Between the time I write this column and its publication, events may have changed. But while the job’s still vacant, I’m thinking of applying to be Communications Director at the White House. I believe I have just the right qualifications for the job. For one thing, I can write, which is a well-known form of communication. But perhaps more importantly, I’m a freelancer. That means most of my projects only last a short period of time. And since the average time on the job for Donald Trump’s communications directors has been 44 days, that should work out well for my schedule.

Just in cast you missed the latest exit news, Anthony Scaramucci resigned his prestigious post this week, a mere ten days after accepting it. He had been the fourth person to hold the title of communications director since Mr. Trump picked Jason Miller back on December 22nd. Mr. Miller resigned three days later – before the new administration even took over.

Miller was followed by Sean Spicer. (You remember him, don’t you?) Sean added the duties of Comm. Dir. to his job as White House Press Secretary. That lasted just about two months, when Mike Dubke signed on. Mike quit three months later. Spicer took on double duty again until Scaramucci’s hiring – a move that prompted Spicer’s resignation . . . but that’s another story.

The revolving door that is apparently attached to the Communications Director’s office just seems tailor-made for a free agent such as I. No long-term commitments. Access to all the inner-workings of the White House. Tons of intrigue. (Hey, no matter whether you love or loathe the Oval Office occupant, you can’t deny he hasn’t lost his televised propensity to tell people, “You’re fired,” right?)

And speaking of TV, I was with a group of long-time friends last week. One of them postulated the theory that NBC had only itself to blame for a Trump presidency. It’s no secret the network isn’t exactly President Donald’s biggest fan. But it was singing a different tune for all those years he was bringing home big ratings with his reality show. My friend suggested that if Trump had not had a national platform for all those years, he would never have been a household name when it came to presidential politics.

But back to the job opening. As I said, it may already be filled before I even have a chance to apply. But the White House could at least keep my resume on file, since it’s probably a good bet another vacancy will occur sometime soon.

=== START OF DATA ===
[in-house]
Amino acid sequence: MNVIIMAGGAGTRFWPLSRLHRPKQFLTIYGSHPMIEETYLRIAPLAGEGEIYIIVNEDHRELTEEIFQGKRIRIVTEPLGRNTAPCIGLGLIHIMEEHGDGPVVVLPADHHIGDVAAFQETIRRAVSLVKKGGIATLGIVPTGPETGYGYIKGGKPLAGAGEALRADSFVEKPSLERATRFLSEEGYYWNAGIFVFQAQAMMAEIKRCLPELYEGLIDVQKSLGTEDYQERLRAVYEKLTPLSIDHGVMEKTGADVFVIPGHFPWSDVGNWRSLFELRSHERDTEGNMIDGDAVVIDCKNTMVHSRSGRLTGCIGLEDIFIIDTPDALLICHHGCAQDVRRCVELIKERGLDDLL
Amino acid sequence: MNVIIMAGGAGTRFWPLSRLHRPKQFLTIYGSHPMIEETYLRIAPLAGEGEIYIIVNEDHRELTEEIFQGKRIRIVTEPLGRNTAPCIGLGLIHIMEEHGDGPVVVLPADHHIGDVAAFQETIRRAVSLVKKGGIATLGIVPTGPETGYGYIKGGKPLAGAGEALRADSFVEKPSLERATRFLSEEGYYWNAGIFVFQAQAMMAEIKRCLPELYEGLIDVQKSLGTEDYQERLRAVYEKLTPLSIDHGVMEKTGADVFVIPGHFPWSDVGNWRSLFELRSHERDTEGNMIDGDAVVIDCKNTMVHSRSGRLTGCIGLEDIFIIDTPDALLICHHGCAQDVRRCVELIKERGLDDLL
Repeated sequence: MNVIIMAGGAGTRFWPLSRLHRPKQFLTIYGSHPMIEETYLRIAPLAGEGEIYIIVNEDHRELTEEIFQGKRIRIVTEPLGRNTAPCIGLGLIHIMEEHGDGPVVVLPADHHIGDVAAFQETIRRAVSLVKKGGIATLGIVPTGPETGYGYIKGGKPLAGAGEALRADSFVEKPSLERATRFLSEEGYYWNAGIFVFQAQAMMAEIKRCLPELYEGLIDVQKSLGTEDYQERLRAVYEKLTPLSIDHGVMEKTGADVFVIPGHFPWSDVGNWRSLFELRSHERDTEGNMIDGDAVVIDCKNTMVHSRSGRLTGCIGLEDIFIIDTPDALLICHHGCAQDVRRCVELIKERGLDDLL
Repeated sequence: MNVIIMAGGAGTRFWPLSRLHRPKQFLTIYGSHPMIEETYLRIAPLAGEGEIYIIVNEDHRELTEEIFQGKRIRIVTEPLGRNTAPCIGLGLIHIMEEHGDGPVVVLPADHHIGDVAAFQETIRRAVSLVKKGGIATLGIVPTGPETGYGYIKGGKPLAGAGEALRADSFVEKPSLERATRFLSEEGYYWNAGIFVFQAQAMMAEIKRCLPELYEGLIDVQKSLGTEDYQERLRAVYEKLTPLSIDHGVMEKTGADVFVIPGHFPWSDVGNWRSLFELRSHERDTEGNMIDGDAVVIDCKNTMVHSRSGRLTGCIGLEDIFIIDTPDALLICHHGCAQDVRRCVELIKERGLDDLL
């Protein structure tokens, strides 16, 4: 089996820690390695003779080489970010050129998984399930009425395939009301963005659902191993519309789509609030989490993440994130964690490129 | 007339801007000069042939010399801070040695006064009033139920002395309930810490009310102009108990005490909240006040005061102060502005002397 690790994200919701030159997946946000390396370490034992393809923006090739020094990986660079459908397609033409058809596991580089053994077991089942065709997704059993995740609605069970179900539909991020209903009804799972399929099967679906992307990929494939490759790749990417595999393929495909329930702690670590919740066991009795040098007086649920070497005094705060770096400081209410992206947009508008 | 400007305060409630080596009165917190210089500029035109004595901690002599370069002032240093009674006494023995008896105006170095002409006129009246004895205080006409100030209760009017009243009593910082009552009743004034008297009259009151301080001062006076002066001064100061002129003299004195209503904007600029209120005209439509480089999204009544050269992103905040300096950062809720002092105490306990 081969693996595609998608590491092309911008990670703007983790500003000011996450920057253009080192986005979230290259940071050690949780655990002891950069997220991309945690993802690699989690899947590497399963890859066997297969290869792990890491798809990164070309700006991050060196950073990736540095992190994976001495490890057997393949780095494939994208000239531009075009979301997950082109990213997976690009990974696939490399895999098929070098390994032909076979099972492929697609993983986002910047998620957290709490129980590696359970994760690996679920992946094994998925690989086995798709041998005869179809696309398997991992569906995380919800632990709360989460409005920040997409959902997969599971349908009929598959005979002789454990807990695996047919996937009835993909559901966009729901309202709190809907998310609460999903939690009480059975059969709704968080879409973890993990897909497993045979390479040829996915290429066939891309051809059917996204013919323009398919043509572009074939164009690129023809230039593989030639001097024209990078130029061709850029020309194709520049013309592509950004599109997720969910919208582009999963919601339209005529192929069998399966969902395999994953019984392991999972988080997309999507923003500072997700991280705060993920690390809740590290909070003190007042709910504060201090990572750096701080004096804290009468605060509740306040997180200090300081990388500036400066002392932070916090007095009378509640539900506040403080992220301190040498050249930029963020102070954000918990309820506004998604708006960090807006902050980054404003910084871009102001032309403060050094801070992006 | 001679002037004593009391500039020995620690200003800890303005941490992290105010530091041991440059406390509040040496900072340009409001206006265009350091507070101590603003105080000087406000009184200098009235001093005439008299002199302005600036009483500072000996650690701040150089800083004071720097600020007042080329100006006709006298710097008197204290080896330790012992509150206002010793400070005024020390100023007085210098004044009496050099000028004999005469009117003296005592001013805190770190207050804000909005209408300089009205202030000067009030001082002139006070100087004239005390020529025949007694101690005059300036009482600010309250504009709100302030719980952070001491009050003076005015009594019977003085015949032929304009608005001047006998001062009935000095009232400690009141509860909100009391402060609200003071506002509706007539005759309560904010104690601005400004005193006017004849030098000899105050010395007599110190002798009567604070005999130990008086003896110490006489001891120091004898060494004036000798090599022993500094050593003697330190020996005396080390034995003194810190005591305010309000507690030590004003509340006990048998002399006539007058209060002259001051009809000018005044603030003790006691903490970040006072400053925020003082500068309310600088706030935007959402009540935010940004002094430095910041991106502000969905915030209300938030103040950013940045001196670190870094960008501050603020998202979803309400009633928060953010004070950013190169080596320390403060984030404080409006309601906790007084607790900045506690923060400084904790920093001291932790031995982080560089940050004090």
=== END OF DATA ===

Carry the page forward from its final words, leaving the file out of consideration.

I suppose if I took the job I’d have to learn how to be an expert Tweeter on Twitter. I confess that’s not really my forte at the moment. Although, I do have a background in writing 30-second TV commercials and home pages on websites. Both of those venues allow you only a short time to get a message across. (Many years ago, my first Creative Director at my first advertising agency told me that in a half-minute spot, “You’ve got 62 words . . . make ’em count.”) Granted, the 140-character limit on Twitter probably doesn’t allow you even that many words, but the idea is the same. (And you can definitely use “textspeak” such as LOL and “U” for you, etc.) So I think I could pick up the President’s favorite form of communication quickly.

I figure even if it’s only for 44 days, I’d get to meet some interesting people. That includes the Trump family since they all seem to hang around the White House a lot. I’m guessing Melania’s a nice lady to know.

Vice president Mike Pence seems to be a good guy too. It would be fun to sit in a room with him and find out what he really thinks about John McCain, Chuck Schumer, Mitch McConnell, Nancy Pelosi, Paul Ryan, and the whole cast of characters in Congress.

Having Communications Director on my resume would be kind of cool. Maybe I could parlay that into a talking head gig on one of the networks. I might even get enough juicy material to write a “tell-all” book.

Oh, I almost forgot my most important qualification for the Communications Director job, especially if the Administration continues to have a few staff and policy issues. As part of my peripatetic past, I helped create storylines and write scripts for an honest-to-goodness soap opera – on NBC of all places. Can you think of a more appropriate background for the job than a daytime drama?

©MMXVII. William J. Lewis, III